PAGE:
Having grown up in rural Nepal, surrounded by mountains and forests, Suraj felt a special bond with nature at a very young age. This led to him eventually pursuing a career in environmental conservation. In the late 1990s, he got his first break in conservation as the junior ranger at the Shey Phoksundo National Park in Nepal—the largest and only trans-Himalayan national park in Nepal, rich in wildlife, including the elusive snow leopard—which our partners at the Snow Leopard Conservancy started supporting not long afterwards.
Suraj became particularly enamored with the snow leopard, a keystone species with a wide reach throughout the Nepalese environment. He graduated at the top of his class in forestry at the Institute of Forestry in Nepal, and then went on to conduct his undergraduate thesis on snow leopard predator-prey dynamics at the Kathmandu Forestry College. He received his Master’s in Forestry from the University of Kentucky in the United States and is now pursuing his PhD in the Integrative Conservation of Nature (ICON) at the University of Georgia. Suraj plans to dedicate his life and research to the protection of wildlife and nature, especially in the rural, remote areas of Nepal that are as yet largely unexplored, but incredibly important biodiversity hotspots.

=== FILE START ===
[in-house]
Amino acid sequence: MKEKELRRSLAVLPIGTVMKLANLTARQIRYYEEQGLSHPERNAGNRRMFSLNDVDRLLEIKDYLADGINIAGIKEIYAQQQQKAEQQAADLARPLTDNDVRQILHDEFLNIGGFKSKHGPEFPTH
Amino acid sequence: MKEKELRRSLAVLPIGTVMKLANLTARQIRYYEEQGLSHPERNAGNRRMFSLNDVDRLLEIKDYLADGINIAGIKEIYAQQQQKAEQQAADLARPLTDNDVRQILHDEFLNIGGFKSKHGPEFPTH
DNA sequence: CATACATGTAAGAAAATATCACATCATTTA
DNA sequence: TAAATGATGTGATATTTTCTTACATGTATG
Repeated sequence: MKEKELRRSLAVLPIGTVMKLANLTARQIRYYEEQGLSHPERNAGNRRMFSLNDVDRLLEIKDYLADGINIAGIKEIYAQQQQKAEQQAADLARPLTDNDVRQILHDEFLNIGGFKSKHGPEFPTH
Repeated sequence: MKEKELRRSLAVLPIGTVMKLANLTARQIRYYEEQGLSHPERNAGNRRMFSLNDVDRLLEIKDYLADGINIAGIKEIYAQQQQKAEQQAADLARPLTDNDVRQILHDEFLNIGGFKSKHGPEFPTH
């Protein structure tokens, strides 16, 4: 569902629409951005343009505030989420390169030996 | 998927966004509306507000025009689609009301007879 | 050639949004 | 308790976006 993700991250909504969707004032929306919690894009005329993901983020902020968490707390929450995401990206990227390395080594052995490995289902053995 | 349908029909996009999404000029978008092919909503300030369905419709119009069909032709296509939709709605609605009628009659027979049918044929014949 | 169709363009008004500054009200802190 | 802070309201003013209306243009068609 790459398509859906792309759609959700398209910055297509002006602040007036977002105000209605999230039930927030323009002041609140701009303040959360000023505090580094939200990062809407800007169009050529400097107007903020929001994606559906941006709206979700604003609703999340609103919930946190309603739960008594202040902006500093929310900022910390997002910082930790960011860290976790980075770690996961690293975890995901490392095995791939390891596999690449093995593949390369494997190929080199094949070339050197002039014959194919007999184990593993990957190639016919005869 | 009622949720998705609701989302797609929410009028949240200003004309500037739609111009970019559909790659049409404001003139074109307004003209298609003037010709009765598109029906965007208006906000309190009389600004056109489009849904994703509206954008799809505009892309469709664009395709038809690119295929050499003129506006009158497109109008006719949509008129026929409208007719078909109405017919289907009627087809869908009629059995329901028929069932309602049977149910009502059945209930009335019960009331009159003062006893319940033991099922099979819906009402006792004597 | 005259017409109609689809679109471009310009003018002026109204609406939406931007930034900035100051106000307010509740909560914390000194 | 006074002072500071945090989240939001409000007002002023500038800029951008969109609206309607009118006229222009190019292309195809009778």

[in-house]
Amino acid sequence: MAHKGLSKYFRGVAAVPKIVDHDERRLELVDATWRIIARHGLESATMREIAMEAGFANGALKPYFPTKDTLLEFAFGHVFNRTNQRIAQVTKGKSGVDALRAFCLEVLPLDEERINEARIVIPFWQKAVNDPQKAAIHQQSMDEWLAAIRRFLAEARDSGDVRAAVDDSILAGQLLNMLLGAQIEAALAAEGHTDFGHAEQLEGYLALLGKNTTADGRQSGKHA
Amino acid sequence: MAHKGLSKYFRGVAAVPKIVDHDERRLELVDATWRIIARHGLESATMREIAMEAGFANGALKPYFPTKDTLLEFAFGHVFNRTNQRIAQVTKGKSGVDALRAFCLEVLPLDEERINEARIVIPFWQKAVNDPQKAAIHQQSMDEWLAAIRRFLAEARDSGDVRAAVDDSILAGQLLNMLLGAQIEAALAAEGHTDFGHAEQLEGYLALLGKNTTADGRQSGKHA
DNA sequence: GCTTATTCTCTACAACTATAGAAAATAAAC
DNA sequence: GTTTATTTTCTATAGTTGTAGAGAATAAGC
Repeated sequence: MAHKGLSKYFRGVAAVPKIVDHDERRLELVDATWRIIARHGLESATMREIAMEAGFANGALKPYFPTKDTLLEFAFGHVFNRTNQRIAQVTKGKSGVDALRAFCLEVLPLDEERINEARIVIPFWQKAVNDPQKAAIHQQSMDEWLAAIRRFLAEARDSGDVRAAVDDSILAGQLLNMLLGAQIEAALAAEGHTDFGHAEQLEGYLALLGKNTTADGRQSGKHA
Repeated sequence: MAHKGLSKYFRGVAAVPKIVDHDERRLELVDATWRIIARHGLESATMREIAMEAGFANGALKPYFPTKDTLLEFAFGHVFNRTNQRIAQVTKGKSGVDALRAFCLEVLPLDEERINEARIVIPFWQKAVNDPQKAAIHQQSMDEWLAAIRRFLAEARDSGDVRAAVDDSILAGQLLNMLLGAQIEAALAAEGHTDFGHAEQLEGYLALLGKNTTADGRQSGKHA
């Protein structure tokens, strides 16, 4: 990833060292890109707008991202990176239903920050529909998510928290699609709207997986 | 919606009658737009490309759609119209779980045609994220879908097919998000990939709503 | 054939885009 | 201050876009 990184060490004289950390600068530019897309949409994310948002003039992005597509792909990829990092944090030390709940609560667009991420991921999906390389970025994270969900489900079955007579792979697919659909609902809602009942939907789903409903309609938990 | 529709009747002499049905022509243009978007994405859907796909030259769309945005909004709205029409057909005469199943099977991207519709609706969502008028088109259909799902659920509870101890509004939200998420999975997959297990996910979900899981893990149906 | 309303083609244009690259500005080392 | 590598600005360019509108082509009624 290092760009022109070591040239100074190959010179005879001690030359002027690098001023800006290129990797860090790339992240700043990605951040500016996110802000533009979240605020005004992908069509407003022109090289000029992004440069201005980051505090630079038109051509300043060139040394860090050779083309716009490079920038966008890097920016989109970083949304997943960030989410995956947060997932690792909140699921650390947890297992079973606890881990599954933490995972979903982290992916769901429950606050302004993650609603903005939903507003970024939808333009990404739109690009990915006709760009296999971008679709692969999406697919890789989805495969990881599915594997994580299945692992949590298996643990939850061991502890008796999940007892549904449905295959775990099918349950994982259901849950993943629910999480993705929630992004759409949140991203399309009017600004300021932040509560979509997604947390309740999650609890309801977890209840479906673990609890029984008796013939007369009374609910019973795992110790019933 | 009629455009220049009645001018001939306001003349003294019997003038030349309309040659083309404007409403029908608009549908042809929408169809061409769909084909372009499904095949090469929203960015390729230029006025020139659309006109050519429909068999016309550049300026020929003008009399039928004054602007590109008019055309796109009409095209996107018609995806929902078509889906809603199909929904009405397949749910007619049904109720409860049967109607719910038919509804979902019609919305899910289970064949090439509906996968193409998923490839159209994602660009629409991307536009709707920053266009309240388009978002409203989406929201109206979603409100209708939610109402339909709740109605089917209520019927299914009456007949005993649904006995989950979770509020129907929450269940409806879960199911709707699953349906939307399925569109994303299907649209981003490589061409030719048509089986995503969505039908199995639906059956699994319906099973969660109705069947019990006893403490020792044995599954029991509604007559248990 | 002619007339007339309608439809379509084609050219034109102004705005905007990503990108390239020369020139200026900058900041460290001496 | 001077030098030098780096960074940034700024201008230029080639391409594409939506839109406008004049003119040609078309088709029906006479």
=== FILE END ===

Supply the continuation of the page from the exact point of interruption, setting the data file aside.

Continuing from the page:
He works closely with the local community in Nepal, and trains local livestock herders in the proper ways to protect their herds from snow leopard attacks, in this way helping to mitigate human-snow leopard conflict. In addition, he is actively engaged in nurturing and encouraging a spirit of conservation among local youth groups, through his role as the Executive Director of Youth for Nature-Dolpa—an organization established and organized by young people interested in nature and conservation.
Suraj is especially interested in advancing wildlife based ecotourism in Nepal by involving local households and communities through partnerships with the government and NGOs like the Snow Leopard Conservancy. He plans to continue focusing his efforts on the snow leopard and it’s habitat in Nepal long after he completes his PhD. As a strong leader and team player who thrives in a variety of cultural environments, there’s no doubt in our minds that he will play a key role in fostering the long-term conservation of the alpine and forest ecosystem of Nepal, including the neglected, remote districts like Dolpa and Mugu which compromises the best snow leopard habitat in the Himalayan country of Nepal.